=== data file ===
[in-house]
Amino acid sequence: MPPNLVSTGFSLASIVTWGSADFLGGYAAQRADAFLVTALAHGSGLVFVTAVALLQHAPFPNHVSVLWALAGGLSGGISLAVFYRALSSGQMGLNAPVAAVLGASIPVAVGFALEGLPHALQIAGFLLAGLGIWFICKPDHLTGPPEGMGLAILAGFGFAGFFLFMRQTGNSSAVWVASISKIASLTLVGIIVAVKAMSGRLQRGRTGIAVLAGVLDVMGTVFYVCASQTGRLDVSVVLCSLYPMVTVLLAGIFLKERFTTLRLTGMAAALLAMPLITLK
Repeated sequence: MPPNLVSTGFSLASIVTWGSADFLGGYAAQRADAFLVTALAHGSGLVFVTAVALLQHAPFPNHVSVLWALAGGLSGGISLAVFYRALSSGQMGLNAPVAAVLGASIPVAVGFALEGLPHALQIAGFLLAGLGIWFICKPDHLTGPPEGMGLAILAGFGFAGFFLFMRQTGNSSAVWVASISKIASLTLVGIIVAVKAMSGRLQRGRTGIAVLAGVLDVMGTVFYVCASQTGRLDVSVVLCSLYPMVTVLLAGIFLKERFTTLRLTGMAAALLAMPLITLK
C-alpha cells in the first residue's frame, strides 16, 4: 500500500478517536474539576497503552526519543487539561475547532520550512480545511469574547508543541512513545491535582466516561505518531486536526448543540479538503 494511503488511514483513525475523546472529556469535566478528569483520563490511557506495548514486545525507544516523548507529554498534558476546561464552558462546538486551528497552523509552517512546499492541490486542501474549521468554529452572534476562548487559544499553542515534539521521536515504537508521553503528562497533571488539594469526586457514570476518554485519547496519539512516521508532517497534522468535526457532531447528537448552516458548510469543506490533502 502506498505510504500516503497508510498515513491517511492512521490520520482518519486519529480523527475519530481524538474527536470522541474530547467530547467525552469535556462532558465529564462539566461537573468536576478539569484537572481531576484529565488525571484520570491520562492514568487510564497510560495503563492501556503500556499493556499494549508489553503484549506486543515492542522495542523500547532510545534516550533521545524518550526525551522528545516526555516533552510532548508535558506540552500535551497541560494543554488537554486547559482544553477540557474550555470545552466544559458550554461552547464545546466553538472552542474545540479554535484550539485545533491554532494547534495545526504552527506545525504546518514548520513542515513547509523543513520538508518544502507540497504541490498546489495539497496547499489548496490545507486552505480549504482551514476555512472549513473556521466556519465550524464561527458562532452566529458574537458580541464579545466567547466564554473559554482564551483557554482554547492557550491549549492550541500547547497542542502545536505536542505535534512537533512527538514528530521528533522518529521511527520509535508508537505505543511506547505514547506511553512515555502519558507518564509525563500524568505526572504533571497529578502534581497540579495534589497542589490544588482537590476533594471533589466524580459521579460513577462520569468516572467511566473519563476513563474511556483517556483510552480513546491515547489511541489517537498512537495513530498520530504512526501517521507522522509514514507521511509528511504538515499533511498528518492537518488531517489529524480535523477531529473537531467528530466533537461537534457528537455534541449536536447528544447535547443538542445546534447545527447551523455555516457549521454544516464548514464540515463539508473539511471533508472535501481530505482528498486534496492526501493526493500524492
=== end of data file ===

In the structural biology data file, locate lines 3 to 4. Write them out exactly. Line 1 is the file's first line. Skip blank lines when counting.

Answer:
Repeated sequence: MPPNLVSTGFSLASIVTWGSADFLGGYAAQRADAFLVTALAHGSGLVFVTAVALLQHAPFPNHVSVLWALAGGLSGGISLAVFYRALSSGQMGLNAPVAAVLGASIPVAVGFALEGLPHALQIAGFLLAGLGIWFICKPDHLTGPPEGMGLAILAGFGFAGFFLFMRQTGNSSAVWVASISKIASLTLVGIIVAVKAMSGRLQRGRTGIAVLAGVLDVMGTVFYVCASQTGRLDVSVVLCSLYPMVTVLLAGIFLKERFTTLRLTGMAAALLAMPLITLK
C-alpha cells in the first residue's frame, strides 16, 4: 500500500478517536474539576497503552526519543487539561475547532520550512480545511469574547508543541512513545491535582466516561505518531486536526448543540479538503 494511503488511514483513525475523546472529556469535566478528569483520563490511557506495548514486545525507544516523548507529554498534558476546561464552558462546538486551528497552523509552517512546499492541490486542501474549521468554529452572534476562548487559544499553542515534539521521536515504537508521553503528562497533571488539594469526586457514570476518554485519547496519539512516521508532517497534522468535526457532531447528537448552516458548510469543506490533502 502506498505510504500516503497508510498515513491517511492512521490520520482518519486519529480523527475519530481524538474527536470522541474530547467530547467525552469535556462532558465529564462539566461537573468536576478539569484537572481531576484529565488525571484520570491520562492514568487510564497510560495503563492501556503500556499493556499494549508489553503484549506486543515492542522495542523500547532510545534516550533521545524518550526525551522528545516526555516533552510532548508535558506540552500535551497541560494543554488537554486547559482544553477540557474550555470545552466544559458550554461552547464545546466553538472552542474545540479554535484550539485545533491554532494547534495545526504552527506545525504546518514548520513542515513547509523543513520538508518544502507540497504541490498546489495539497496547499489548496490545507486552505480549504482551514476555512472549513473556521466556519465550524464561527458562532452566529458574537458580541464579545466567547466564554473559554482564551483557554482554547492557550491549549492550541500547547497542542502545536505536542505535534512537533512527538514528530521528533522518529521511527520509535508508537505505543511506547505514547506511553512515555502519558507518564509525563500524568505526572504533571497529578502534581497540579495534589497542589490544588482537590476533594471533589466524580459521579460513577462520569468516572467511566473519563476513563474511556483517556483510552480513546491515547489511541489517537498512537495513530498520530504512526501517521507522522509514514507521511509528511504538515499533511498528518492537518488531517489529524480535523477531529473537531467528530466533537461537534457528537455534541449536536447528544447535547443538542445546534447545527447551523455555516457549521454544516464548514464540515463539508473539511471533508472535501481530505482528498486534496492526501493526493500524492